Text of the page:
The Principle of Fluidity and Immutability
Executive Assistant General Manager
Q: What triggered you to leap into the world of cuisine?
When I was in elementary school, my parents used to tell me to read the newspapers, and I started doing that every day, from around third grade. At that time there was a chef named Miyazaki at the Imperial Hotel who was famous for sauces. I read an article saying that he made 3,000 types of sauces and thought "hotel chefs are really cool".
At home, my parents ran a diner, and from my childhood they'd take me with them to all kinds of Japanese, Western and Chinese restaurants, calling it "study". I also liked drawing, but I thought I couldn't make a living from drawing, so in the end, I chose cooking.
Q: You have two titles of Executive Assistant General Manager and Executive Chef.
In the first year aer I entered and worked at the first hotel, I was taught by the executive chef there "you're not just a hotel cook, you're a hotelier". He continued “If you're walking through the lobby and a guest asks you something, you have to answer, even if you're the cook.” I was taught that a hotel is a place where everyone has their own role and works as a team to keep the guest happy from the moment they enter to the last moment they leave, and then sends them home smiling. I think that's why I'm also the Executive Assistant General Manager.
Q: What kind of dining experience can guests expect at The Capitol Hotel Tokyu?
We have a new lineup of gyudon (beef rice bowl) at All Day Dining "ORIGAMI", as well as high-end tantanmen noodles at Chinese restaurant "Star Hill". Those are turning into famous specialties. The All Day Dining "ORIGAMI" on the third floor oers a unique mix, so that one diner might be eating pako noodles while the next could be eating a prix fixe meal. It specializes in French cuisine, so it serves highly individual dishes. All Day Dining "ORIGAMI" flexibly adapts to the individual needs of each diner.
Q: What menu items are popular with foreign diners?
This was originally an American-style hotel, so generously-sized items like Jumbo Burger are dpopular. We also serve a lot of T-bone steaks and other steak types.
Q: I gather that you make direct connections with many customers.
I create handmade recipes every time menus for my dishes are changed. I've always done it like that, and guests are delighted when I show and serve them those dishes.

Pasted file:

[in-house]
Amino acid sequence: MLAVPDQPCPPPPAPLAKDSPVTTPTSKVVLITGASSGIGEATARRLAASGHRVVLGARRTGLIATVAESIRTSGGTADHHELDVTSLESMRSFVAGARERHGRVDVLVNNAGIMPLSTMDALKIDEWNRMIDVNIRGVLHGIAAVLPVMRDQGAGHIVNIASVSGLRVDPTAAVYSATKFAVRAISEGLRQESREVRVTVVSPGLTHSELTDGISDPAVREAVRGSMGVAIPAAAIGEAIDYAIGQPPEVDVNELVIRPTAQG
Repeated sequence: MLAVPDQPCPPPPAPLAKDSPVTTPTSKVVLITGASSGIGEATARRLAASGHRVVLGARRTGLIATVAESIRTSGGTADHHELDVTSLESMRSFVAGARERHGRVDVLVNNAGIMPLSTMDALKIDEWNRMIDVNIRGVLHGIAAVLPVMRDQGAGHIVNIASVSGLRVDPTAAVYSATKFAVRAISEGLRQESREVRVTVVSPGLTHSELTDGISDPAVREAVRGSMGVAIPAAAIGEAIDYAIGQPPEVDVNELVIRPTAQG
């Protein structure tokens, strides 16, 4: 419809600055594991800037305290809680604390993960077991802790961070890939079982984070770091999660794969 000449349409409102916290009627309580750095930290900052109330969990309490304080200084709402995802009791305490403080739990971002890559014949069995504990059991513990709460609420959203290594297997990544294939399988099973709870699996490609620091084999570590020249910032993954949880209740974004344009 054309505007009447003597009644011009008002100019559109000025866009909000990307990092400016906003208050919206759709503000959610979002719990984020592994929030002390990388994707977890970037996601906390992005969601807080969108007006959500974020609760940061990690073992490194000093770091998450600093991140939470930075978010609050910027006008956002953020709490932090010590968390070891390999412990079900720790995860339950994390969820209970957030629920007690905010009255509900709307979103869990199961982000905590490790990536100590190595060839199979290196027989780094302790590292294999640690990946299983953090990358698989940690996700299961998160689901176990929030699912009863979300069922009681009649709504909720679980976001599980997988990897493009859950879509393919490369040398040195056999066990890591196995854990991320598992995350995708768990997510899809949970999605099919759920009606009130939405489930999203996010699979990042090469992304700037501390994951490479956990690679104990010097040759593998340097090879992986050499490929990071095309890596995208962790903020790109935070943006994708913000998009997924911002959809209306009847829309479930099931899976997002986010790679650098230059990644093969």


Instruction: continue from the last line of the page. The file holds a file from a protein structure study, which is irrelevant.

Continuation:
For example, when the couple picks the dishes for a wedding course meal, I might secretly write their names on the menu card to give them on the day. I draw with a 0.1mm fine sharpie and color in with colored pencils. The other chefs look at my drawing and prepare the dish.
Q: What is your greatest mission as Executive Chef?
My mission as Executive Chef is to set the right balance between the history of the Capitol Hotel Tokyu so far, and its new history, while maintaining its immutable roots. I think we must produce food for Japanese people and food for foreigners, with both at a high level.
Q: I hear you do some unique things with employees in the hotel.
We go on company trips twice a year. When new (first year) employees join us, we take them and more senior colleagues to a camp on Mt. Takao in Tokyo, and on a trip to Tsukiji and Toyosu Fish Market, to familiarize new employees with their workplace. We go to Tsukiji in the morning, walk around, having the businesses there show us everything, and we have a meal. We build teamwork as a kitchen team through events. So when something happens, everyone immediately pulls together to help out, it doesn't matter whether they're Japanese, Western, or Chinese.
Q: What does “omotenashi” mean to you?
"Immutability". I want to give everything I have to every guest. I want to give
them everything, from skills to service and reception. The key point for the hotel itself is how much the person in charge of each job can do for the guest, from when they come in the door to when they go home. I'm in charge of the culinary department, so I think about how much hospitality I can show the guests in that context.
Member of Les Clefs d’Or
Q: Why did you choose to become a concierge?
I got interested when I learned that the Hotel Century Hyatt was opening in Shinjuku, so I took the company entry exam. I learned about concierges there and thought "I'd like to try that"! After that, I was able to go to the Hyatt in Singapore for overseas training, and that was where I first learned of the Les Clefs d’Or professional organization for concierges. I came to realize that being a concierge is a job I can put my whole life into.